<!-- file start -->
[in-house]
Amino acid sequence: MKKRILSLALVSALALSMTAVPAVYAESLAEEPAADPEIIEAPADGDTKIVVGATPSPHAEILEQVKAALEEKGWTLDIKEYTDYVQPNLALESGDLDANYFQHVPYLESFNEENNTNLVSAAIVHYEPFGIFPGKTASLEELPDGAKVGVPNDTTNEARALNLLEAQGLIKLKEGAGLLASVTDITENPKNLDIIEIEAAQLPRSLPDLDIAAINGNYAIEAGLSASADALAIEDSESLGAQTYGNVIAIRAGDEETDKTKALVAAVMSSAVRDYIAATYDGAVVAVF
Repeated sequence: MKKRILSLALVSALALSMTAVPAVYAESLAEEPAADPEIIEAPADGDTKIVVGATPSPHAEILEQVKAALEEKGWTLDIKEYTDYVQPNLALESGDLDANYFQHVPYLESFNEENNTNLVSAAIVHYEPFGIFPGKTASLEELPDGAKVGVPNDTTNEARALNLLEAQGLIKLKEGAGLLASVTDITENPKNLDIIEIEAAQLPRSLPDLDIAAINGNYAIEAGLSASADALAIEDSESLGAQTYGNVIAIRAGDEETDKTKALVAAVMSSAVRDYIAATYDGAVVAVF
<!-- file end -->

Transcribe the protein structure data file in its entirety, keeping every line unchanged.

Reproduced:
[in-house]
Amino acid sequence: MKKRILSLALVSALALSMTAVPAVYAESLAEEPAADPEIIEAPADGDTKIVVGATPSPHAEILEQVKAALEEKGWTLDIKEYTDYVQPNLALESGDLDANYFQHVPYLESFNEENNTNLVSAAIVHYEPFGIFPGKTASLEELPDGAKVGVPNDTTNEARALNLLEAQGLIKLKEGAGLLASVTDITENPKNLDIIEIEAAQLPRSLPDLDIAAINGNYAIEAGLSASADALAIEDSESLGAQTYGNVIAIRAGDEETDKTKALVAAVMSSAVRDYIAATYDGAVVAVF
Repeated sequence: MKKRILSLALVSALALSMTAVPAVYAESLAEEPAADPEIIEAPADGDTKIVVGATPSPHAEILEQVKAALEEKGWTLDIKEYTDYVQPNLALESGDLDANYFQHVPYLESFNEENNTNLVSAAIVHYEPFGIFPGKTASLEELPDGAKVGVPNDTTNEARALNLLEAQGLIKLKEGAGLLASVTDITENPKNLDIIEIEAAQLPRSLPDLDIAAINGNYAIEAGLSASADALAIEDSESLGAQTYGNVIAIRAGDEETDKTKALVAAVMSSAVRDYIAATYDGAVVAVF